Exercise and Sleep
Exercise can positively impact our sleep schedules. According to a National Sleep Foundation poll, people who describe themselves as exercising regularly reported getting better sleep than non-exercisers. People who reportedly exercised vigorously reported the best sleep. The poll also found that non-exercisers are the sleepiest during the day and have the highest risk for sleep apnea. “If you are inactive, adding a 10 minute walk every day could improve your likelihood of a good night’s sleep,” says Max Hirshkowitz, PhD. Even if you start slow with just ten minutes of walking three to five times a week, exercising can lead you to getting a better night's sleep.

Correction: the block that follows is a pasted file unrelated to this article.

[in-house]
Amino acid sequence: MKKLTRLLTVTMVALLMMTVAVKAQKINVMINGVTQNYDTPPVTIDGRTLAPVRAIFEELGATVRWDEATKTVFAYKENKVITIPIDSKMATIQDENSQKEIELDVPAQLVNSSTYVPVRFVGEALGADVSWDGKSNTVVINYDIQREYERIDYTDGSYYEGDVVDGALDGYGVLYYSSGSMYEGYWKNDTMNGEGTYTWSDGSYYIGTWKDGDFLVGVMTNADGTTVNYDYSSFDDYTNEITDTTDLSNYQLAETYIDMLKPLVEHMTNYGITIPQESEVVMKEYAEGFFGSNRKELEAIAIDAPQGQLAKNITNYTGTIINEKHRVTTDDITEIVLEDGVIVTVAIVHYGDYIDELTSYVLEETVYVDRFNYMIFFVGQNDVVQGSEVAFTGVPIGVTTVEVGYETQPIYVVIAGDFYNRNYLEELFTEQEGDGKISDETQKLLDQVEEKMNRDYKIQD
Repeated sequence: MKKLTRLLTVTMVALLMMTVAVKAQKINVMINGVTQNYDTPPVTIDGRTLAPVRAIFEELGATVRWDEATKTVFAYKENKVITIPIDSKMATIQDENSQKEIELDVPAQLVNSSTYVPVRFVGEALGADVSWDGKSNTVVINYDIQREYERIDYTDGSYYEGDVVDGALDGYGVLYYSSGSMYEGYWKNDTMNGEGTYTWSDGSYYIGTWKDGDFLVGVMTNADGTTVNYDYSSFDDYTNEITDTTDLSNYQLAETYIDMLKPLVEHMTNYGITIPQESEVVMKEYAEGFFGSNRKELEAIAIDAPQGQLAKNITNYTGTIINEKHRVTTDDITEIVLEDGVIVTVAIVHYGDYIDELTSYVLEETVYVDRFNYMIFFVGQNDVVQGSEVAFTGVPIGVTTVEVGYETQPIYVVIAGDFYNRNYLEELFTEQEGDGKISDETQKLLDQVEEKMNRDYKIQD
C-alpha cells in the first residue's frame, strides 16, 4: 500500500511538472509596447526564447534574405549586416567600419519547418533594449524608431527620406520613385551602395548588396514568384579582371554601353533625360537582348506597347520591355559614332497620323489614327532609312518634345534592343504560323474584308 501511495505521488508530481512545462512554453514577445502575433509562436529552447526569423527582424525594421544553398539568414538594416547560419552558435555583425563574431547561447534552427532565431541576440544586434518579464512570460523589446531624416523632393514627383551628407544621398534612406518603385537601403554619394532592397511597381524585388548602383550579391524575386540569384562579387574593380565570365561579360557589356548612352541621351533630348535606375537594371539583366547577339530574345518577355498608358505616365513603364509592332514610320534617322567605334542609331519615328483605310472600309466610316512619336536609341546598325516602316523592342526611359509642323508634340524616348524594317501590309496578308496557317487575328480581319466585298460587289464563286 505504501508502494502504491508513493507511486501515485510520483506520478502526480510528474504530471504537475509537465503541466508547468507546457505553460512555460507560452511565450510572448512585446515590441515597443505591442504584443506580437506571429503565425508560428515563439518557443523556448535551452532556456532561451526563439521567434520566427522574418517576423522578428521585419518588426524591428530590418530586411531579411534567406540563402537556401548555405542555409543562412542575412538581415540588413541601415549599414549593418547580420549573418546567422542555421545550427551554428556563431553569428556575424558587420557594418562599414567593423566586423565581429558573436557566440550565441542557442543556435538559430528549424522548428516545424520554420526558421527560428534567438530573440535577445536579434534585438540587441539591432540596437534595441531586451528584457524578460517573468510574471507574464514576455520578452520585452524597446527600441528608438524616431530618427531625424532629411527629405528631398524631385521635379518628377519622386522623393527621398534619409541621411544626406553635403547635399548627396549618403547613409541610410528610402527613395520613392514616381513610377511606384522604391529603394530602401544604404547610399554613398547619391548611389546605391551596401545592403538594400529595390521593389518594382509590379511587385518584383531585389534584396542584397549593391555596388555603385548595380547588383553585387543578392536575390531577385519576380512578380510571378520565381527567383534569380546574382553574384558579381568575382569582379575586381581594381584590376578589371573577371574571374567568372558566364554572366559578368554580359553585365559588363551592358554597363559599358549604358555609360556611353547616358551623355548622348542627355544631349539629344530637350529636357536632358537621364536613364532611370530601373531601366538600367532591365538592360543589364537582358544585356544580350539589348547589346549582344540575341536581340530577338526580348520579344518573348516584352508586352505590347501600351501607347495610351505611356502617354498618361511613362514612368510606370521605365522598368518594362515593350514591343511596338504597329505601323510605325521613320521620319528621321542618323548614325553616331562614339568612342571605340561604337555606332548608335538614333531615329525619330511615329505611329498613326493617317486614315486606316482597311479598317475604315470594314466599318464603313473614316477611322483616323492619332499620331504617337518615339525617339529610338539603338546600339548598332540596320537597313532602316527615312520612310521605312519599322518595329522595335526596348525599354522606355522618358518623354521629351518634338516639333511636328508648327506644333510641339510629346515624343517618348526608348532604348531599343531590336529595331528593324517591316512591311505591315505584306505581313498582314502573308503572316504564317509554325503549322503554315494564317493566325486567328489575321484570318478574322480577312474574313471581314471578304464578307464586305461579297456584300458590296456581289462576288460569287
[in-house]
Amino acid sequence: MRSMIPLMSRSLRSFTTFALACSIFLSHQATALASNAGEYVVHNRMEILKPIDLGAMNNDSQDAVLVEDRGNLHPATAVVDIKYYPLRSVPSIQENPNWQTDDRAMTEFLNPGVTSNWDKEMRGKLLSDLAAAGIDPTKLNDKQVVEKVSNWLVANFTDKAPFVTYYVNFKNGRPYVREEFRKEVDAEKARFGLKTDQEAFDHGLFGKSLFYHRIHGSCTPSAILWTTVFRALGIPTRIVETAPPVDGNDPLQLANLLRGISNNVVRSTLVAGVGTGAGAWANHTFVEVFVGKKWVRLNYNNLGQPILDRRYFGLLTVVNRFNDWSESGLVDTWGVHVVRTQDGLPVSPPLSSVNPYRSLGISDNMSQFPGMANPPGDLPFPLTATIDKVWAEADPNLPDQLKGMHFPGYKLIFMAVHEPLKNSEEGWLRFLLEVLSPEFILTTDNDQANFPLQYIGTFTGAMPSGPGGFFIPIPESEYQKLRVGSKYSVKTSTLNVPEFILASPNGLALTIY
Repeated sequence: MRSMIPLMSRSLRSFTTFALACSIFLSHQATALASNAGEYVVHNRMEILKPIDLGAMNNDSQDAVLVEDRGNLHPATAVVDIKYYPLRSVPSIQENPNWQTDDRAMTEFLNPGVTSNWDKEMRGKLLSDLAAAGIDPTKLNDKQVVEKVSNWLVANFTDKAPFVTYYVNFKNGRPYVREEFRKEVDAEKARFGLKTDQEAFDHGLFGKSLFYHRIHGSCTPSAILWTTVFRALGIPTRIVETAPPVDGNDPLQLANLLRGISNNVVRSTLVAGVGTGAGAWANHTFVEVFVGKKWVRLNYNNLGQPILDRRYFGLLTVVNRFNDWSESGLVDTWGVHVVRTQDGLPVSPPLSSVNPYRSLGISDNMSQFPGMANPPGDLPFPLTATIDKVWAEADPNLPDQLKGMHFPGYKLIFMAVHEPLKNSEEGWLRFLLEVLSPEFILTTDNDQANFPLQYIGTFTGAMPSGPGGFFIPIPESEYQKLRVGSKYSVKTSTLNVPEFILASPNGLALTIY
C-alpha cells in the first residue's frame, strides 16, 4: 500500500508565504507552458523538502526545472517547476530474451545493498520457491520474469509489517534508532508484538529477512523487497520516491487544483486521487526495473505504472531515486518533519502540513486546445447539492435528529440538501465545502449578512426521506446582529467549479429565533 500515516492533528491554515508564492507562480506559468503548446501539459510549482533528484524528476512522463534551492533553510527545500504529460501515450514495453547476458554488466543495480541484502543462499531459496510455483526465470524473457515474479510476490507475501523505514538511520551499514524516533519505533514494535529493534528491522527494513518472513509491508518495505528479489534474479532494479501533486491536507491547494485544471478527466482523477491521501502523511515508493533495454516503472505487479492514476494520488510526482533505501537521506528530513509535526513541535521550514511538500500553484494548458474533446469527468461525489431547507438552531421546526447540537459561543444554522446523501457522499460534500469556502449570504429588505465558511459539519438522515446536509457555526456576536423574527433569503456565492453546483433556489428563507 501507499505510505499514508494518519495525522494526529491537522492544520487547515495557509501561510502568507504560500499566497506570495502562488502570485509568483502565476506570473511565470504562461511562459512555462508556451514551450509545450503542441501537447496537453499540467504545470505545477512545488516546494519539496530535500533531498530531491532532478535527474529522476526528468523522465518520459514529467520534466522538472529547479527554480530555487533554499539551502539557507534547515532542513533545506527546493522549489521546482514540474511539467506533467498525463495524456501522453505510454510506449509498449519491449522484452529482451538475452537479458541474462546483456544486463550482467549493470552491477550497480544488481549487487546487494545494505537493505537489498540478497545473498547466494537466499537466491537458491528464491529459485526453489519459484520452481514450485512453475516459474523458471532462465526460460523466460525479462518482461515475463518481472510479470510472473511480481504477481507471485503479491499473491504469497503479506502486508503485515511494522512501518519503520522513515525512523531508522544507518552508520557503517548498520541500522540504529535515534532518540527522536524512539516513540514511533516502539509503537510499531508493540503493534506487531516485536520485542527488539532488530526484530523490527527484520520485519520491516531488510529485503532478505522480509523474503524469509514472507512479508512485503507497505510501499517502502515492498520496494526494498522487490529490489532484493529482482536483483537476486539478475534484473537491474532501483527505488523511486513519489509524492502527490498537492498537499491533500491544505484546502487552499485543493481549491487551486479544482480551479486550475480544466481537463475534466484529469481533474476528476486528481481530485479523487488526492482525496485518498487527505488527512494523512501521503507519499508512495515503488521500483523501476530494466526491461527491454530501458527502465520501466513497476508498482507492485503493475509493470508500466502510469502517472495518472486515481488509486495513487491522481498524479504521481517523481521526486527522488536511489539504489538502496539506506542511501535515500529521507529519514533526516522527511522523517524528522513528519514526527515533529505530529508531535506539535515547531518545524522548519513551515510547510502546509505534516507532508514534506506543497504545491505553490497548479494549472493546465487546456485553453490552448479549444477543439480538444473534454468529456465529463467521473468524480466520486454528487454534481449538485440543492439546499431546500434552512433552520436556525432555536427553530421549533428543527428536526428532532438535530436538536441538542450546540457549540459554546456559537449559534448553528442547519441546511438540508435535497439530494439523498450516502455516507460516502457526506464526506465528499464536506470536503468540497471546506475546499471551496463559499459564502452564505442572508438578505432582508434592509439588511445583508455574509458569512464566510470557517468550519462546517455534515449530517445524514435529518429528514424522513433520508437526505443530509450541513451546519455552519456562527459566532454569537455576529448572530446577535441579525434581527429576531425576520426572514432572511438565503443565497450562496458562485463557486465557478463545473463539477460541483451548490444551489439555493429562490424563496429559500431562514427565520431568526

However, according to the National Sleep Foundation, "sleep experts have cautioned people to avoid strenuous exercise right before sleep and even up to three hours before bedtime. That's because exercise raises your body temperature, increases circulation and respiration, and releases endorphins, which can provide a feeling of euphoria, all of which can interfere with immediate sleep. Getting the right amounts of exercise and sleep during the day can improve your health tremendously.